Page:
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How to Choose the Right PhD Program for You - Part III: Finances

Money issues stop a lot of nurses from going back to do their PhD, sometimes for good reason. Let's dispel some common concerns first.

When Enrolled Full Time in a PhD Program, Your Student Loans Go Into Payment Deferral

That's right. When you're studying full time you don't have to pay your loans. You're allowed to defer payments until you finish. You can pay the interest so the amount doesn't accumulate too much.  It is a good idea to pay the interest while in school.

Many Full Time PhD Programs Offer Full Tuition Funding and a Living Stipend

Funded PhD study is a great thing. It allows you to focus on your studies and develop your ideas. You can take the time you need to think, because you'll never have it again.

So how much is a living stipend? It varies by school and program but reports from the field suggest that it ranges from $1,500 to $2,300 per month. It is usually enough to cover rent, food, and your internet/phone connection. It is not meant to be enough to pay your credit cards, go on trips, or cover nights out at good restaurants. That's on you.

Notably, depending on your state, you usually do not have taxes deducted or in lesser amounts because policymakers consider this an investment in your future. Odds are you're going to become more economically productive after graduating, so you'll have a higher salary and pay more in taxes over the lifetime of your career.

I Cannot Possibly Live on that Kind of Stipend

Sure you can and people do it all the time. It's not forever either. A good program will want you to graduate in 4 years and once you're done with your first two years, you can work a little more --but not too much.

One recommendation I often make to students, even fully funded ones, is to borrow money to cover the rent. That way you never have to worry about a place to live. Now don't rent a luxury apartment and borrow money to cover that kind of rent. Find someplace comfortable to live, with or without roommates, so you have that peace of mind.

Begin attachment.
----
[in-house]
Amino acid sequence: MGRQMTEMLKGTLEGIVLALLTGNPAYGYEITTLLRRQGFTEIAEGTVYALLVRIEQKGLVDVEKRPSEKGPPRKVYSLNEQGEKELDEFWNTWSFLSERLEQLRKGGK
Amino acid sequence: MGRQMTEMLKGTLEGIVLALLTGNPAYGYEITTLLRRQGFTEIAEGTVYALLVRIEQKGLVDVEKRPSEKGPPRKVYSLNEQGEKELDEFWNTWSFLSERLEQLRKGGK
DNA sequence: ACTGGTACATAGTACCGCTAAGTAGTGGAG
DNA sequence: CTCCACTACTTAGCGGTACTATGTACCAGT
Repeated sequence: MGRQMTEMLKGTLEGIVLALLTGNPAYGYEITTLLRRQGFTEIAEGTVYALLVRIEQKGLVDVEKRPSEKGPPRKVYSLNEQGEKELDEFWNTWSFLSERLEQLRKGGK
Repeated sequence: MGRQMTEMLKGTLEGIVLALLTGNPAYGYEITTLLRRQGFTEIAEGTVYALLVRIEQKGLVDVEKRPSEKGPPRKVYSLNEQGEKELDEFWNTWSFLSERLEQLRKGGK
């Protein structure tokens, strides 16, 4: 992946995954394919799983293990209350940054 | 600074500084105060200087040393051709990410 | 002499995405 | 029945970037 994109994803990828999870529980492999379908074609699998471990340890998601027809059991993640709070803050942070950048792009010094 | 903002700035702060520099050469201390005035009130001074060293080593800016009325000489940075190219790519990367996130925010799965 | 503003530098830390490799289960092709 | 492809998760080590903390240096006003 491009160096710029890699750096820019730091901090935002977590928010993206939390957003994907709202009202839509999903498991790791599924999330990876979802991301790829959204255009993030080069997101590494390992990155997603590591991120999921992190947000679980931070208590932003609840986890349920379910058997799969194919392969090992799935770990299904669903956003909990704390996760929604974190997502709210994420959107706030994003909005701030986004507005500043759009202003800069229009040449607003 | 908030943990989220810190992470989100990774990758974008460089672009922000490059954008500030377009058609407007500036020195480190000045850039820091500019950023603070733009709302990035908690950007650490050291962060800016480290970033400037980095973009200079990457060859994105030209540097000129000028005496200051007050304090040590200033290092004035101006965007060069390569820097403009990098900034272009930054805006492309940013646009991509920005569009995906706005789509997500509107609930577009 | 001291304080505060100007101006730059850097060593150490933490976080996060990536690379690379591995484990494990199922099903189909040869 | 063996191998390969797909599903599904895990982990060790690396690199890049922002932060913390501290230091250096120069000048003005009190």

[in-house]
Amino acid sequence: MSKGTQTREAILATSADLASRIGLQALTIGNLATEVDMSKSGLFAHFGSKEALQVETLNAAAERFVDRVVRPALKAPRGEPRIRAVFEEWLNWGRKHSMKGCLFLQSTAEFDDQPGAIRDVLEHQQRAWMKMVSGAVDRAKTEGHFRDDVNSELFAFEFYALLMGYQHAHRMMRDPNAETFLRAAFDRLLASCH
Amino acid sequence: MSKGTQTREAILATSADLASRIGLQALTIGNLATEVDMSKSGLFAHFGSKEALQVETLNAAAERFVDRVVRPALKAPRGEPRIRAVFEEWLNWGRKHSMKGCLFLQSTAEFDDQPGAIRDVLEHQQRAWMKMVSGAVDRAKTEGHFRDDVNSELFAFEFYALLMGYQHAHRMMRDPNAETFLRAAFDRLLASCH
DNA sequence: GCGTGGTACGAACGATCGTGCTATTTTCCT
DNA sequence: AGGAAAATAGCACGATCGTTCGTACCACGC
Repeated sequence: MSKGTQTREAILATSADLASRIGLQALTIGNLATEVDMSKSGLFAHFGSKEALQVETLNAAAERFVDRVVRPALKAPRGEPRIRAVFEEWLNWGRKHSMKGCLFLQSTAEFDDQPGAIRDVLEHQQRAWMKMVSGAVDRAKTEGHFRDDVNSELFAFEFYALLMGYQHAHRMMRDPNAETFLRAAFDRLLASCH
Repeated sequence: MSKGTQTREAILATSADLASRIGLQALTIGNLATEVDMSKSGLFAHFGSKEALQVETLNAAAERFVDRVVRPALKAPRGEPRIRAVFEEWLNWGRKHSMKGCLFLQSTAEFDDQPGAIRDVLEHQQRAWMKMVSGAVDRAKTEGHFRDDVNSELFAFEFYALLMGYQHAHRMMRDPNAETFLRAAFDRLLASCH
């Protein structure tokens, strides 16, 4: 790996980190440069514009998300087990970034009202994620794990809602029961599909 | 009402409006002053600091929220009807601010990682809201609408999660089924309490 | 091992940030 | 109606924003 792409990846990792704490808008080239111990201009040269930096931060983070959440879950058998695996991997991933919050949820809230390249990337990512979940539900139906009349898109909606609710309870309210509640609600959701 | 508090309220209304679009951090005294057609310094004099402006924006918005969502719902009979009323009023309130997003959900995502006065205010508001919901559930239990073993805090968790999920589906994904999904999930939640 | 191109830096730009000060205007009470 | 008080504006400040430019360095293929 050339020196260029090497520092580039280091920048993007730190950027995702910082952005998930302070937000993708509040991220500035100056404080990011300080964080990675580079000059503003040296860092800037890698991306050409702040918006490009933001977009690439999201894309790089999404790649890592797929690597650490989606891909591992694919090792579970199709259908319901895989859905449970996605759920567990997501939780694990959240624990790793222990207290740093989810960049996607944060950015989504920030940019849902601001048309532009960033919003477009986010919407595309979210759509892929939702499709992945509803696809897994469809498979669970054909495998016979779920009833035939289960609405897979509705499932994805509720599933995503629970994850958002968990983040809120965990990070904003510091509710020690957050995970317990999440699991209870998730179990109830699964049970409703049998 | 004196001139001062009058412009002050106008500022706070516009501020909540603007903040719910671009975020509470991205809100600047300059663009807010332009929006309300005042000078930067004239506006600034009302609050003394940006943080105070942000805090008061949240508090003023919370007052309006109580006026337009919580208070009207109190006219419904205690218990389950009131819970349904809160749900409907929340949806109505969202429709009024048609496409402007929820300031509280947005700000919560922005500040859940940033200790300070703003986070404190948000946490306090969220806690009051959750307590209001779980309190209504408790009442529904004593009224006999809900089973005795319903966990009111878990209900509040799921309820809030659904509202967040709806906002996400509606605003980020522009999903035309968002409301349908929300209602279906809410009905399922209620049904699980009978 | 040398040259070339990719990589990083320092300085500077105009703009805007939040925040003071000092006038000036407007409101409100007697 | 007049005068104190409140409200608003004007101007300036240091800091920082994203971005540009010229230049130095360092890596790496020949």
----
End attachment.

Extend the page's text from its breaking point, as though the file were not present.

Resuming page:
Don't borrow money to pay for a full cable package, make sure you can go out to eat at nice restaurants multiple times a week, or a new wardrobe. That's a poor use of resources and will stress you out more when the bills come in.

Doing a PhD is an investment in yourself and your career for the long term.  It requires sacrifice but I can assure you, it will pay off in the end.

I Can Still Work for Extra Money?

Yes, most PhD students still work at least one to two shifts a month for extra money. Most will pick up shifts during breaks and summer months too.  It requires more of a calculus to figure out how much you're going to need to cover low points in the semester, but when finals come around and you need to study and work on papers, the extra cushion is worth having.

Don't Work Too Much.

This is a trap many nursing PhD students fall into.  We are used to being able to do multiple jobs, projects, commitments at the same time. We think we can still do that during a PhD program.

You can't. Really.

You will most likely fail out of your program if you work too much outside of school.  That is a lived experience you want to avoid if you really want a career in academia or research.


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